- Each carbon atom in graphite is bonded to three others forming layers of hexagons, leaving one free electron per carbon atom
- These free electrons migrate along the layers and are free to move and carry charge, hence graphite can conduct electricity
- The covalent bonds within the layers are very strong, but the layers are attracted to each other by weak intermolecular forces, so the layers can slide over each other making graphite soft and slippery
Diagram showing the structure and bonding arrangement in graphite
- Graphite has the following physical properties:
- It conducts electricity and heat
- It has a very high melting point
- It is soft and slippery and less dense than diamond (2.25 g/cm3)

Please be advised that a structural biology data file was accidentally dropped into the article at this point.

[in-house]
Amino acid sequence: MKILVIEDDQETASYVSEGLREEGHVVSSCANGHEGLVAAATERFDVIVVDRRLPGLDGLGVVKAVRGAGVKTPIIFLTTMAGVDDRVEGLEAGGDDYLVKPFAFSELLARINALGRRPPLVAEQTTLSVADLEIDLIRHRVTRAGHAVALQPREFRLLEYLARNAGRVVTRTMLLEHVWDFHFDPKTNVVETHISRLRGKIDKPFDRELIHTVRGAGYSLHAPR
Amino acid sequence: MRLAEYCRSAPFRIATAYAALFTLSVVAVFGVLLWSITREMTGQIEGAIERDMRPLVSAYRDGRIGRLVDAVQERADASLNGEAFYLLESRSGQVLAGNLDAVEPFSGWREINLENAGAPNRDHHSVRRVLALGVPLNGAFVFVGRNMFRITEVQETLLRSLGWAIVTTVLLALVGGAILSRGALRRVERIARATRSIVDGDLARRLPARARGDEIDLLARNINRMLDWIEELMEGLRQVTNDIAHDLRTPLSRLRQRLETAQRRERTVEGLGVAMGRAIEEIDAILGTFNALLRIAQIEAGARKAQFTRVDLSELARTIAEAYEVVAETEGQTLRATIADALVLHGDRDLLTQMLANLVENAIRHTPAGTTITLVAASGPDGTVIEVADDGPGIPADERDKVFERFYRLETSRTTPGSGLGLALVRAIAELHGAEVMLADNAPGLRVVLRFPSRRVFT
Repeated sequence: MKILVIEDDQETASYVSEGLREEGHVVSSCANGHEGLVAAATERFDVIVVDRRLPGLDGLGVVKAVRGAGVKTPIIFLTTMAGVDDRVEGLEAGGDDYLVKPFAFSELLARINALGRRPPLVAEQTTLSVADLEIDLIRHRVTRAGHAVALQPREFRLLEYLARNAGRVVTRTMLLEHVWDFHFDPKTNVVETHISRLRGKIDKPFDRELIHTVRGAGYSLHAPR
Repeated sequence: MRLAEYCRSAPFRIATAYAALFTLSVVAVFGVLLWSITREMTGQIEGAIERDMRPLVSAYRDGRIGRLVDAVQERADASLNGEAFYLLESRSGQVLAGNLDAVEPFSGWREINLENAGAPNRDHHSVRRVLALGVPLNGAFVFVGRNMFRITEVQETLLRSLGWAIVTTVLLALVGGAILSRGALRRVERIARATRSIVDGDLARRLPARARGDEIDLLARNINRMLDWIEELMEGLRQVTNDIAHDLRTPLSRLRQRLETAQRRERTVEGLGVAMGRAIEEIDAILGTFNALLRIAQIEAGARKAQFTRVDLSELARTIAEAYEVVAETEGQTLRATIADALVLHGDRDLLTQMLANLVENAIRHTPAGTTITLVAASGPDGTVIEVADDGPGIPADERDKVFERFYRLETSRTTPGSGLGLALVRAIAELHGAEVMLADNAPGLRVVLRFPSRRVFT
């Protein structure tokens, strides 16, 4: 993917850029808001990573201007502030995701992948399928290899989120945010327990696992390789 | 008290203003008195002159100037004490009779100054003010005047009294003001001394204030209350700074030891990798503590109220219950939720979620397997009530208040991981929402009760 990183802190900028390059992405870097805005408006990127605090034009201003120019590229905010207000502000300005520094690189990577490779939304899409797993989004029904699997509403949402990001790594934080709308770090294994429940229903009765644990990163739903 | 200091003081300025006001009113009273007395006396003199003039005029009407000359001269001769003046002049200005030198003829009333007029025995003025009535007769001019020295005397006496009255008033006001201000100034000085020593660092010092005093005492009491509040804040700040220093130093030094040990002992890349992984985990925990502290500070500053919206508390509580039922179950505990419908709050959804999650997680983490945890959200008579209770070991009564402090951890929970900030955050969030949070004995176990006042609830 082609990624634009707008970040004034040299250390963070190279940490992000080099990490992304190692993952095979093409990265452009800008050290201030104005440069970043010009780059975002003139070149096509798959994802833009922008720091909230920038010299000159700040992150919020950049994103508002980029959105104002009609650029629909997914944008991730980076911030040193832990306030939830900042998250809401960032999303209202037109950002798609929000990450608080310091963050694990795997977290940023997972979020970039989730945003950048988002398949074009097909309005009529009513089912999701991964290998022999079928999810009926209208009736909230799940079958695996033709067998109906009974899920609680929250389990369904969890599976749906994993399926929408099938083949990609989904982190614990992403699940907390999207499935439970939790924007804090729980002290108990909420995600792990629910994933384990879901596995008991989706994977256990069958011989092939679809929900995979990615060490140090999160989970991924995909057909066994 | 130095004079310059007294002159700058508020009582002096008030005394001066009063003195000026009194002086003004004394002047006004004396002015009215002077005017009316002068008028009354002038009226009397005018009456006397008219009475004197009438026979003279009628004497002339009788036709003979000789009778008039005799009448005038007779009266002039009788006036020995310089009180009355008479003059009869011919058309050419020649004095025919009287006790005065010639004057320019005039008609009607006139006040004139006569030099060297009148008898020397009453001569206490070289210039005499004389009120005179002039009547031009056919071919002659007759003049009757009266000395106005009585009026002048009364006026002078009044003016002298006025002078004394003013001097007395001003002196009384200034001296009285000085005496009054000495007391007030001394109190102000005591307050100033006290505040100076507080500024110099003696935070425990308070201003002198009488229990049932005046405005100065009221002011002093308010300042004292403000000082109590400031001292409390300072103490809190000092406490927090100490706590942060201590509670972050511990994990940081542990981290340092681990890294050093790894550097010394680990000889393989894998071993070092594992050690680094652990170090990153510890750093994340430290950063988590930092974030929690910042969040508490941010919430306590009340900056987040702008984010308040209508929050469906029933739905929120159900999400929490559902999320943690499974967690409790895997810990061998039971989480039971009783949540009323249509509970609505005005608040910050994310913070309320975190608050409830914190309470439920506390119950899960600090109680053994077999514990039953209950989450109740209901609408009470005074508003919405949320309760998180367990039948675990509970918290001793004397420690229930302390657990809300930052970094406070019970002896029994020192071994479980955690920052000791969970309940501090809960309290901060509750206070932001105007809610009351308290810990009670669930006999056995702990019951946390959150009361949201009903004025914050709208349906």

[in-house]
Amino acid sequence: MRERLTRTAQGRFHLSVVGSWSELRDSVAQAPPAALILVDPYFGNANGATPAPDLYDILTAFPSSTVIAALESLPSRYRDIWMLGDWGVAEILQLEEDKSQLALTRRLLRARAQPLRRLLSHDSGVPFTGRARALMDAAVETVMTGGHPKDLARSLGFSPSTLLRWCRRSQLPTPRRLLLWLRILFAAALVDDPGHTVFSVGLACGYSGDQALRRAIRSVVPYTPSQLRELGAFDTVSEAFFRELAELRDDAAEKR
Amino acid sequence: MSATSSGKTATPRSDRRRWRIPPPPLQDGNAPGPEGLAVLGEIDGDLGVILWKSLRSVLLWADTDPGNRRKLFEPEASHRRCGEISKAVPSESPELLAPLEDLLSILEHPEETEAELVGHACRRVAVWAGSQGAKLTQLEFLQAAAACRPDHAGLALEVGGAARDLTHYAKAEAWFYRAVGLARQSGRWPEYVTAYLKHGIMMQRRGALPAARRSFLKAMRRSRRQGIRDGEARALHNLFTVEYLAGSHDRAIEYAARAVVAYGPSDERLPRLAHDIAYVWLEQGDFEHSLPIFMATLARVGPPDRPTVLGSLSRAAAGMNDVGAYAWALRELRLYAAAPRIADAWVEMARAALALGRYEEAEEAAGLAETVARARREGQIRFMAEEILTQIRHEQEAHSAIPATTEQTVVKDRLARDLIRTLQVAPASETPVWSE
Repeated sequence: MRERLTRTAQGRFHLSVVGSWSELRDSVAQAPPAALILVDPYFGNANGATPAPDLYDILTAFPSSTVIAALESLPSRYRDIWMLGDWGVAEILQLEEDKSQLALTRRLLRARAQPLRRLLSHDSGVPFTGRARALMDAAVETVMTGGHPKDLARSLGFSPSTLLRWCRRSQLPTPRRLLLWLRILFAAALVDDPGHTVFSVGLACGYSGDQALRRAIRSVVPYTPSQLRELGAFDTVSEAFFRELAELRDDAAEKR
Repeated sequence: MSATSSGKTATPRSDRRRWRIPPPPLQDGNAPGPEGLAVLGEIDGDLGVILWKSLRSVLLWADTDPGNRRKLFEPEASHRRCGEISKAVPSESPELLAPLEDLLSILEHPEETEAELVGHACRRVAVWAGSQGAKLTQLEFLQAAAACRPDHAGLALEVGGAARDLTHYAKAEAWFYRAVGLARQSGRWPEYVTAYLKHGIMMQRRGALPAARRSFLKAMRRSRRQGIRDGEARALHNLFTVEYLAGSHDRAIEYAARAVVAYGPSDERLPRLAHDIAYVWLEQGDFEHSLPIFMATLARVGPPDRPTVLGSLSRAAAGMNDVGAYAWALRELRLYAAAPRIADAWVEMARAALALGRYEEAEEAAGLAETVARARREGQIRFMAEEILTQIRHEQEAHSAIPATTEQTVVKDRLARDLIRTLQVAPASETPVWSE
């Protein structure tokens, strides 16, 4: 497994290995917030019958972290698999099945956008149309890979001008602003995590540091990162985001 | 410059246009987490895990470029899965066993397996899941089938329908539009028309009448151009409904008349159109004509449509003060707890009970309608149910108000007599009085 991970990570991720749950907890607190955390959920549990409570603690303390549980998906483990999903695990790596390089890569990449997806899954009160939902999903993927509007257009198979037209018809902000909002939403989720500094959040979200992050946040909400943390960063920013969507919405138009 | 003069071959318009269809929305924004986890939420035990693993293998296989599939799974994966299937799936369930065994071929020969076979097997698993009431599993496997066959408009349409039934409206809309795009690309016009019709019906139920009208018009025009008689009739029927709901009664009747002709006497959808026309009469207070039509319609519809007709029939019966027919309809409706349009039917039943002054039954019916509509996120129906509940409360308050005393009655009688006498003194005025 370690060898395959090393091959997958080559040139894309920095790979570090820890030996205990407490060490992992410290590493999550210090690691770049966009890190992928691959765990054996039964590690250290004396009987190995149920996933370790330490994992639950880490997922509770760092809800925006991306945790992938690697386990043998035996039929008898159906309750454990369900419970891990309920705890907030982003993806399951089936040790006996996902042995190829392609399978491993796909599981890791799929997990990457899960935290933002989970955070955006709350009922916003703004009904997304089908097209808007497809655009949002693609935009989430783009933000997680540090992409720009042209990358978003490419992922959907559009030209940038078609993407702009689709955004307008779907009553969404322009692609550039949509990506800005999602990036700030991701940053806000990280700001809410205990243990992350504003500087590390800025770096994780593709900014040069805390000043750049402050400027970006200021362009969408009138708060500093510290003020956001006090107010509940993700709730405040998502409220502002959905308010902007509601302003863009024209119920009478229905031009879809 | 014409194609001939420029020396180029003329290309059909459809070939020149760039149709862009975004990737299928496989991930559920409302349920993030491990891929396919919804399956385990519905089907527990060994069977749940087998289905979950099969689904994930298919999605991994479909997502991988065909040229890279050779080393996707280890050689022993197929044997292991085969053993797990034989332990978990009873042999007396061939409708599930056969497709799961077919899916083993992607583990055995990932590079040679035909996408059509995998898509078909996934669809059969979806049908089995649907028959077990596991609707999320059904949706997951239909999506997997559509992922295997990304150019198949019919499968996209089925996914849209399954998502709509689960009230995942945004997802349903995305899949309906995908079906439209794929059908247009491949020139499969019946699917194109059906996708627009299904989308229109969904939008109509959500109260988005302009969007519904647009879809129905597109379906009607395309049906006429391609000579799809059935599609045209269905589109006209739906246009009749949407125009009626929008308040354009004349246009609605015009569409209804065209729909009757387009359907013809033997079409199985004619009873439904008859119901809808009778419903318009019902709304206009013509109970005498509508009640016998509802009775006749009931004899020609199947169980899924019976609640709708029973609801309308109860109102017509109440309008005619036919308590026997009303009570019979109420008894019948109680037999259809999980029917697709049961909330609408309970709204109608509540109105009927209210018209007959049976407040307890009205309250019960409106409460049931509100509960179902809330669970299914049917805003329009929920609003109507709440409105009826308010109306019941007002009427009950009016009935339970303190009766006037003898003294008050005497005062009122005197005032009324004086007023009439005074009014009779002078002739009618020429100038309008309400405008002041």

- Graphite ́s weak intermolecular forces make it a useful material
- It is used in pencils and as an industrial lubricant, in engines and in locks
- It is also used to make inert electrodes for electrolysis, which is particularly important in the extraction of metals such as aluminium
Don’t confuse pencil lead with the metal lead – they have nothing in common. Pencil lead is actually graphite, and historical research suggests that in the past, lead miners sometimes confused the mineral galena (lead sulfide) with graphite; since the two looked similar they termed both minerals ‘lead’.
The word graphite derives from the Latin word ‘grapho’ meaning ‘I write’, so it is a well named mineral!